Voluntary approaches for environmental policy: effectiveness, efficiency and usage in policy mixes
Organisation for Economic Co-operation and Development, Jun 25, 2003 - Business & Economics - 143 pages
Voluntary approaches include environmental agreements negotiated with industry and public programs which firms can volunteer to participate in. They are increasingly supplementing or replacing other environmental policy instruments, such as regulations, taxes and tradable permits. However, their environmental effectiveness and economic efficiency are often challenged. Questions often asked include: Do voluntary approaches deliver the expected environmental benefits? Do they help reach environmental targets in a cost-effective way?
This report assesses the use of voluntary approaches by building on a number of new case studies and an extensive search of the available literature. The focus of the analysis is on the environmental effectiveness, economic efficiency, and administrative costs of voluntary approaches, either used in isolation or as part of "policy mixes".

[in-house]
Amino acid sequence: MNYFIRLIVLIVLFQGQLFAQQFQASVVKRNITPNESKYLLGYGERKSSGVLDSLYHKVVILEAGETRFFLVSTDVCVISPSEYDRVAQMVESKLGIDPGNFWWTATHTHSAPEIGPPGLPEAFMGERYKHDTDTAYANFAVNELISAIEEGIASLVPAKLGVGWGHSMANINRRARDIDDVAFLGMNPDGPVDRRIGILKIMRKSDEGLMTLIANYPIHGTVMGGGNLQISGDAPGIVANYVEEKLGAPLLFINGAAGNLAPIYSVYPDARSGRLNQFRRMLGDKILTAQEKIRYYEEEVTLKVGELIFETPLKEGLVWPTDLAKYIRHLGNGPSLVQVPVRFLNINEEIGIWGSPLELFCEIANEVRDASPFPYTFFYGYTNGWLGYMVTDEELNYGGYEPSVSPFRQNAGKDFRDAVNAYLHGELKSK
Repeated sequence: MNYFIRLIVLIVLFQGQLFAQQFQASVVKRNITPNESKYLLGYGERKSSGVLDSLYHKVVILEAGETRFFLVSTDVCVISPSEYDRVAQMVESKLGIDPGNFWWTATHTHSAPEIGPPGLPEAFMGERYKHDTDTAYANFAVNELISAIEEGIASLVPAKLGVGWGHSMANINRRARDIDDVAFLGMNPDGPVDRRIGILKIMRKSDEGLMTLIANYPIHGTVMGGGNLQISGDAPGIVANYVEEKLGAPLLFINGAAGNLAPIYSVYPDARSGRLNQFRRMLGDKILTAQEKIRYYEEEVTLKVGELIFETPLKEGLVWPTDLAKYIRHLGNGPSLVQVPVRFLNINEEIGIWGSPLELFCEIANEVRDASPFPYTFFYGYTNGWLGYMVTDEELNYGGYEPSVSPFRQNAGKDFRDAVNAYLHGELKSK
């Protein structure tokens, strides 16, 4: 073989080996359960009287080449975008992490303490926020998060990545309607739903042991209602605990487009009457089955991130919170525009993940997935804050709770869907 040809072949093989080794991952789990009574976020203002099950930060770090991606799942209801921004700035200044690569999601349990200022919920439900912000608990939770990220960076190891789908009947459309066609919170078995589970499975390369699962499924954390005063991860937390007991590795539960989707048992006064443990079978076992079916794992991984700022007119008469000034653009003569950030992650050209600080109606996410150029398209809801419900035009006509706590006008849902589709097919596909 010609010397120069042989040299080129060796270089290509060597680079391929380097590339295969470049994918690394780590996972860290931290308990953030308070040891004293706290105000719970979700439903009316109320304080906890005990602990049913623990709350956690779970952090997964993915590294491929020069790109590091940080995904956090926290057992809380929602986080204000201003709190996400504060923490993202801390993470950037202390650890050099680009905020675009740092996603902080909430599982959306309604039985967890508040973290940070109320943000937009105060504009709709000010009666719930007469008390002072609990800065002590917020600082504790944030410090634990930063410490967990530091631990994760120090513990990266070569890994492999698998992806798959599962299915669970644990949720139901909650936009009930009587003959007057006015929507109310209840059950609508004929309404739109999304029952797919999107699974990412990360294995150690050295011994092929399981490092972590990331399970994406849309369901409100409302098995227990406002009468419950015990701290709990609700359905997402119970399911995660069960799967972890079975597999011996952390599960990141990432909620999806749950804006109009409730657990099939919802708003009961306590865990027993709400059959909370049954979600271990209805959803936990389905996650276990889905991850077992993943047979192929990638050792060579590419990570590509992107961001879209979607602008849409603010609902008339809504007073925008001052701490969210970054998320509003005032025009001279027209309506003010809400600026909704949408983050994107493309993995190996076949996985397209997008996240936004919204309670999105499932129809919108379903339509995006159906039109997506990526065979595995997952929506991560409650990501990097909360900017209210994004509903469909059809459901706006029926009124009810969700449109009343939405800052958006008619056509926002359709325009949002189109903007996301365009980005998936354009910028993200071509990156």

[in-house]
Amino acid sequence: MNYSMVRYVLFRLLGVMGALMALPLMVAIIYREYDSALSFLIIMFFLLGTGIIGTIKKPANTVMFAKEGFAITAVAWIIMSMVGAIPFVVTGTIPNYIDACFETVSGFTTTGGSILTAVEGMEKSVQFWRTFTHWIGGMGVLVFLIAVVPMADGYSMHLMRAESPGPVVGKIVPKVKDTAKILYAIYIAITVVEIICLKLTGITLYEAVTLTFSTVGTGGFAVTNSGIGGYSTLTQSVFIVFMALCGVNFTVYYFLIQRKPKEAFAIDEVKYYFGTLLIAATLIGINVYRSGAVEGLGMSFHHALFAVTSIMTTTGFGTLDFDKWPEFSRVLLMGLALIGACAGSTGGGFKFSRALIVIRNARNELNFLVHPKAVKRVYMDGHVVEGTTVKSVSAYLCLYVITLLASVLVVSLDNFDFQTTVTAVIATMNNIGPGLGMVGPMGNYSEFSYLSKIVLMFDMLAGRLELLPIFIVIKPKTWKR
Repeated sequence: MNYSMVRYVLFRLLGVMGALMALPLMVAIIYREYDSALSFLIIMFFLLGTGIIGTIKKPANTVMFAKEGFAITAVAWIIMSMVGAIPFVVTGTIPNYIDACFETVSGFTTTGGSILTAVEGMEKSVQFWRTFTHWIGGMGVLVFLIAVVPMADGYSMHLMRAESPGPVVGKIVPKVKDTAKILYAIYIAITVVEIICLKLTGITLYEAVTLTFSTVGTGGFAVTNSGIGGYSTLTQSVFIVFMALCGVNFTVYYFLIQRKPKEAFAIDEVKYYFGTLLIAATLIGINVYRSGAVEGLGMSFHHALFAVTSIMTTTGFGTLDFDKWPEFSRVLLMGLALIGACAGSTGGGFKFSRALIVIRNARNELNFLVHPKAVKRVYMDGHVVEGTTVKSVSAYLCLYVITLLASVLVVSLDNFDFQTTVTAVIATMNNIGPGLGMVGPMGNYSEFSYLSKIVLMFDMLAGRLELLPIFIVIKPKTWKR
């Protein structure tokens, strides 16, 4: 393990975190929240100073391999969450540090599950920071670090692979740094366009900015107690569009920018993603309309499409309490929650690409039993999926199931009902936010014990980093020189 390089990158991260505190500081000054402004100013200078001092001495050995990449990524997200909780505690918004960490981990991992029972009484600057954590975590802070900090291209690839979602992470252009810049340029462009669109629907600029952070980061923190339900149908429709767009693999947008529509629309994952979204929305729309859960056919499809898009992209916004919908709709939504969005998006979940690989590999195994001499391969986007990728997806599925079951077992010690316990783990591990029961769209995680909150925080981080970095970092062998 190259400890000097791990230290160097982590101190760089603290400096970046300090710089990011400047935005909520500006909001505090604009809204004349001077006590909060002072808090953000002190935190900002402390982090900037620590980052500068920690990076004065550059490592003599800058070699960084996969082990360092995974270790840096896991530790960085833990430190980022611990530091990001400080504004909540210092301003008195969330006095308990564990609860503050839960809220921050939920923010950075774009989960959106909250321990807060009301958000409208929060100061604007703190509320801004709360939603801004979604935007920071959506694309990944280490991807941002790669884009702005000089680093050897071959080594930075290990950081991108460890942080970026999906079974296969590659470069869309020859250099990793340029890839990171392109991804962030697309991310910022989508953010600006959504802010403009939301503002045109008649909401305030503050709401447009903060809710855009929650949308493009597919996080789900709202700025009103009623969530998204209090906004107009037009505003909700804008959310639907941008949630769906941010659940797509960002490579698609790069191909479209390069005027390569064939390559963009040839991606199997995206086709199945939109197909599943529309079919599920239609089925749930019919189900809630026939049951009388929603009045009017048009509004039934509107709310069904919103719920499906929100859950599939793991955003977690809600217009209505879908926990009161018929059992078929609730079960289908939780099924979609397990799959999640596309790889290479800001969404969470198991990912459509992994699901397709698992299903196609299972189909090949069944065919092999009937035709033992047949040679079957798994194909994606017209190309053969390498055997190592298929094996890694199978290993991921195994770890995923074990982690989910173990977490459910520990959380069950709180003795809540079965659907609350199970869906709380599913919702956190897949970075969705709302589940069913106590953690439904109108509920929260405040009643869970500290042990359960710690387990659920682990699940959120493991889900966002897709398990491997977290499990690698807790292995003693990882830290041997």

This report concludes that the environmental effectiveness of voluntary approaches is often questionable, and their economic efficiency is generally low. While administrative and transaction costs vary greatly among voluntary approaches, it is clear that if too few resources are spent in their preparation, negotiation and enforcement, their environmental impacts are likely to be modest. Combining a voluntary approach with a tax or a tradable permit system can trigger quite significant additional administrative costs, and the environmental integrity of the other instrument can be weakened.
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Summary Conclusions and Policy Recommendations
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